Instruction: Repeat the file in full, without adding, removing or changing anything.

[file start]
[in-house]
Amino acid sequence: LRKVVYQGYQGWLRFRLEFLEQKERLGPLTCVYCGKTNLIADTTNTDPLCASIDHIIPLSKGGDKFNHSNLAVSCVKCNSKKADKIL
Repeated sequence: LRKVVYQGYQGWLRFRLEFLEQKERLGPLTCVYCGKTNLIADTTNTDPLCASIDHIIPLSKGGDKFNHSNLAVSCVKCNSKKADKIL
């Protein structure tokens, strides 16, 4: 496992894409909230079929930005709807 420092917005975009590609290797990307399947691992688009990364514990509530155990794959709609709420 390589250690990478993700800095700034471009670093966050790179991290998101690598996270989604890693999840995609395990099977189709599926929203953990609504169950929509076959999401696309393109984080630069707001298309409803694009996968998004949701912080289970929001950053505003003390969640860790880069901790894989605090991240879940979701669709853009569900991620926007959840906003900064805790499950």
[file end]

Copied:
[in-house]
Amino acid sequence: LRKVVYQGYQGWLRFRLEFLEQKERLGPLTCVYCGKTNLIADTTNTDPLCASIDHIIPLSKGGDKFNHSNLAVSCVKCNSKKADKIL
Repeated sequence: LRKVVYQGYQGWLRFRLEFLEQKERLGPLTCVYCGKTNLIADTTNTDPLCASIDHIIPLSKGGDKFNHSNLAVSCVKCNSKKADKIL
């Protein structure tokens, strides 16, 4: 496992894409909230079929930005709807 420092917005975009590609290797990307399947691992688009990364514990509530155990794959709609709420 390589250690990478993700800095700034471009670093966050790179991290998101690598996270989604890693999840995609395990099977189709599926929203953990609504169950929509076959999401696309393109984080630069707001298309409803694009996968998004949701912080289970929001950053505003003390969640860790880069901790894989605090991240879940979701669709853009569900991620926007959840906003900064805790499950």